In a different twist on this, a separate study has found that female orangutans will steal food from males to watch their reaction and assess if the male is suitable to mate with. Overly aggressive reactions by males will actually make females less likely to want to mate with them.

Due to a lack of video stores in the study areas, no research was able to be done on the effects of watching a Tom Hanks/Meg Ryan romantic comedy had on ape mating behaviors.


Say you want to walk on the oldest rocks on the surface of the Earth. Well, it turns out that Canada is the place to go. Recently, Science magazine has reported that researchers have found rocks in Quebec that could be as old as 4.28 billion years old. Yes, billion. 4,280,000,000. Now, keep in mind that the Earth is estimated to be around 4.6 billion years old. There are at least three pretty neat points to make here:

1. It is harder than you think to find really old rocks, as most of the crust of the Earth is constantly recycling itself, courtesy of plate tectonics. Fortunately, there is not a great deal of tectonic activity happening in Canada, thus keeping these rocks at the surface.

2. 4.28 billion years old is pretty darn old. Think about it this way; this post is 2,129 characters long. That includes all of the letters and spaces. We will pretend that the very first characters of this post are the youngest, and the ones at the end are the oldest. Humans, which we will understand to be modern Homo sapiens, have only been around for approximately 40,000 years, which would be the very top of the "S" in "Say" that started this post. That is not even one full letter! These rocks have been around for all but the very last sentence of this post. That is a lot of characters/time.

3. They say that these could be the oldest rocks, as old as 4.28 billion years old, but... Dating of really, really old things like this use a technique known as radiometric dating. This type of dating does not give a specific date for the object in question, but rather, a range of dates. So these samples have dates ranging from 3.8 to 4.28 billion years old. The previously known oldest rock samples, also found in Canada, have dates that could be as old as 4.03 billion years old. So... these recently found rocks, if they are actually towards the younger end of their date range, could actually be younger than the potentially 4.03 billion years old rock that was already found.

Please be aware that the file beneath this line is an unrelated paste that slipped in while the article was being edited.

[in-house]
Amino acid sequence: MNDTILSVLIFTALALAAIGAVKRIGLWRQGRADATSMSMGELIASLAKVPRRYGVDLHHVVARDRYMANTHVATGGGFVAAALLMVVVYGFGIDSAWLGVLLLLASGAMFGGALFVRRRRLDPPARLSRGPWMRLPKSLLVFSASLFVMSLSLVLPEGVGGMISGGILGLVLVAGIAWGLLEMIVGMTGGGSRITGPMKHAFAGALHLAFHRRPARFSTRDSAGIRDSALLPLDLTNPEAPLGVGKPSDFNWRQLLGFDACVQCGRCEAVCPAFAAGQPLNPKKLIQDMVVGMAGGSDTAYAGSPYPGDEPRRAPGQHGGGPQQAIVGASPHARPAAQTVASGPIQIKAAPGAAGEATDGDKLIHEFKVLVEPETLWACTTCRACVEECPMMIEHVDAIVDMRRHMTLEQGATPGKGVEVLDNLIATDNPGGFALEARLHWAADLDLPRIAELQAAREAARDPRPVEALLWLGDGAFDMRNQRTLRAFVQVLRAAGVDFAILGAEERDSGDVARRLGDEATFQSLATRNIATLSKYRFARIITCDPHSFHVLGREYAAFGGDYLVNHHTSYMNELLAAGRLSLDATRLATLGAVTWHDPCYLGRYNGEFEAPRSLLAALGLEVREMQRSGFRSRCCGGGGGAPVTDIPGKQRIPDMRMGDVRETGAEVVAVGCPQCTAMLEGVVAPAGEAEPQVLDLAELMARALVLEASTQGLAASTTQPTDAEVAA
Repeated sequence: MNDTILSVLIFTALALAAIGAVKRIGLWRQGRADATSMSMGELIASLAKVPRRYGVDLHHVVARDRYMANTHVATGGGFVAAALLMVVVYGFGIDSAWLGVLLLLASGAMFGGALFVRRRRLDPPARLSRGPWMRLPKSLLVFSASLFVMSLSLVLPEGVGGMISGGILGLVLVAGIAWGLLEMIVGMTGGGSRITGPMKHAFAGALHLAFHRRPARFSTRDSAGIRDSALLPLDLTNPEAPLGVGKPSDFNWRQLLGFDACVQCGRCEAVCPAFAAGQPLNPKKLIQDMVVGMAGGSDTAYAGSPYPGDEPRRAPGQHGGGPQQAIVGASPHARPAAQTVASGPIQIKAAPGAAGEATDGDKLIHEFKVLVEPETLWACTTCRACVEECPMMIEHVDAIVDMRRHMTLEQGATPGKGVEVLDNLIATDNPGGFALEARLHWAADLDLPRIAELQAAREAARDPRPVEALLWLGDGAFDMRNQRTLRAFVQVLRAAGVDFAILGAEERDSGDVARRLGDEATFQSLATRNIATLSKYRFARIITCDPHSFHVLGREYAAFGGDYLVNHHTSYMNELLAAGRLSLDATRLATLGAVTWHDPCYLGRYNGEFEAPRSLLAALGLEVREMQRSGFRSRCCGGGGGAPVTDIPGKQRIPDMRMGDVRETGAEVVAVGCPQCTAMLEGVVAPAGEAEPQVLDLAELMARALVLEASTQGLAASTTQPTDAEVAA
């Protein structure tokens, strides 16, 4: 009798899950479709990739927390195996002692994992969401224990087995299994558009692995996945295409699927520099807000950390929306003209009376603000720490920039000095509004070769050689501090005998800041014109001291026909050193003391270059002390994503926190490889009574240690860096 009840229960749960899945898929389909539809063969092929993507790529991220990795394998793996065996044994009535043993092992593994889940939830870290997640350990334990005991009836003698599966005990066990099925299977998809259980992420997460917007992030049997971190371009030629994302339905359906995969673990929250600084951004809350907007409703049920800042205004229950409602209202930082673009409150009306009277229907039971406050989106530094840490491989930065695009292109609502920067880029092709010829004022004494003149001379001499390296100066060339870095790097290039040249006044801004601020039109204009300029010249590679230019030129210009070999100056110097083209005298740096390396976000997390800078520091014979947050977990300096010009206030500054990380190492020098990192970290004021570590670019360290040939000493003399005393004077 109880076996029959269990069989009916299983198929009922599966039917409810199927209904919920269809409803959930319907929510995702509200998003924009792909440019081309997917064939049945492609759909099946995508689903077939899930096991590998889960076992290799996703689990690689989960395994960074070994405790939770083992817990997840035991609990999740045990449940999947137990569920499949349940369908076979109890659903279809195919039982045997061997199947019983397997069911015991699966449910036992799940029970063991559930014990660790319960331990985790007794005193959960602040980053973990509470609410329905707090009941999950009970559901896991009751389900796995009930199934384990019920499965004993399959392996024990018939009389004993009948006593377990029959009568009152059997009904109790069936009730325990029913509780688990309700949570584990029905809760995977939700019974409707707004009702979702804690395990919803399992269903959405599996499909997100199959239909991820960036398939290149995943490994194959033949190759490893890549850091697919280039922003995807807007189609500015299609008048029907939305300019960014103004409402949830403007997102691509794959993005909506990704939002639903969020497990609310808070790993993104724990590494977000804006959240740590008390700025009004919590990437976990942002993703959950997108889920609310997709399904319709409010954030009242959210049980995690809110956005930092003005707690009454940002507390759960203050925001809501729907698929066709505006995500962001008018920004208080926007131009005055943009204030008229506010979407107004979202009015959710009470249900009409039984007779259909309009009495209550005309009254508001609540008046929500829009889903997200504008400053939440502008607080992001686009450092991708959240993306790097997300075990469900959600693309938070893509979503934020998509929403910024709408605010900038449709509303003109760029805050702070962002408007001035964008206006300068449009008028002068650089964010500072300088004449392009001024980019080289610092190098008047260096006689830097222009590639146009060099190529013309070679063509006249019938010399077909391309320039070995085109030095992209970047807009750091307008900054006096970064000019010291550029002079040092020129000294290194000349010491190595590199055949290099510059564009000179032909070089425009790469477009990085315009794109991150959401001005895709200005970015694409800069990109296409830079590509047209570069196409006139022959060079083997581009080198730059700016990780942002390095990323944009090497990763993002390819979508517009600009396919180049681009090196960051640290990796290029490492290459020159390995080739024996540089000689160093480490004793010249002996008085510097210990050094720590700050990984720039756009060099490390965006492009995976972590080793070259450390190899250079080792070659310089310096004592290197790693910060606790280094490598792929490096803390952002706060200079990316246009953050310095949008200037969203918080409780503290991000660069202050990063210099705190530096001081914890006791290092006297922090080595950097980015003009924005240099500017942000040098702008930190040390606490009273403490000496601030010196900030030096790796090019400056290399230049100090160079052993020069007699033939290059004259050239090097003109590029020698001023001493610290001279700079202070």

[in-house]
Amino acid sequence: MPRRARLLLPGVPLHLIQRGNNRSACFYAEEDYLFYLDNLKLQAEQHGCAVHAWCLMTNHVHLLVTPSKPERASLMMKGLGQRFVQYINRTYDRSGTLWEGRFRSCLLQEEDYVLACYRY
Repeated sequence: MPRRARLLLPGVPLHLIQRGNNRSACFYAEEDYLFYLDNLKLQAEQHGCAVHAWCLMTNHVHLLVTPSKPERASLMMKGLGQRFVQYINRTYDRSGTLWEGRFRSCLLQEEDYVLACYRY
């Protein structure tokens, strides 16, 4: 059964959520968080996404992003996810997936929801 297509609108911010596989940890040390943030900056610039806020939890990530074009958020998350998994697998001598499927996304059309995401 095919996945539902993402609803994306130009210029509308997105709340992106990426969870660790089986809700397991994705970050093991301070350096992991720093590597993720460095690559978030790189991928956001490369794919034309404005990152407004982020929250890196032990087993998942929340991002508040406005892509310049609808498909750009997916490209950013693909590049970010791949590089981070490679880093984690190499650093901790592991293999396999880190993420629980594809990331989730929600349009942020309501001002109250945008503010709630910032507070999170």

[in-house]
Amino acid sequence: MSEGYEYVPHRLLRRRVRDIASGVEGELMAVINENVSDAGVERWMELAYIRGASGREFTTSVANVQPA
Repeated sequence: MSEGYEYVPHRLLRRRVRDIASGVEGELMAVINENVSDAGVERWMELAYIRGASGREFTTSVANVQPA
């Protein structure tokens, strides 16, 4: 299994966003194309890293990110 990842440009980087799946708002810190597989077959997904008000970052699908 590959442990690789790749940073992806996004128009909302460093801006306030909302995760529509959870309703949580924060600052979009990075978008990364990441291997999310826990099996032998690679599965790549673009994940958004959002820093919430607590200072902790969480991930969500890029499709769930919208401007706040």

No matter what, these rocks are still very exciting and can tell us some interesting things about the formation of the Earth's crust!


See?: She's obviously wearing her "no kissing hat," but he just doesn't get it.
See?: She's obviously wearing her "no kissing hat," but he just doesn't get it.Courtesy Elijah
Maybe I’ll just tag this one under “Oh… really?” or “you don’t say,” but a new study out of the University of California, Davis, has shown that men are much more likely than women to misinterpret messages attempting to “deescalate sexual intimacy.” And, really, not so much “misinterpret” as “understand the complete opposite of the intended message.”

Let’s try a little non-sexual test:

Person 1: “I’d like another piece of cake, please.”
Person 2: “No, there’s no more cake for you.”
Person 1: “Thanks very much, I love cake.”

Okay, what did everybody think was happening? See, as a man, I totally understood “No, there’s no more cake for you” to mean, “One sec, I’m going to go get some more cake for you.” I mean, I came up with the question, and I still got it wrong. But that’s because I think with my tummy.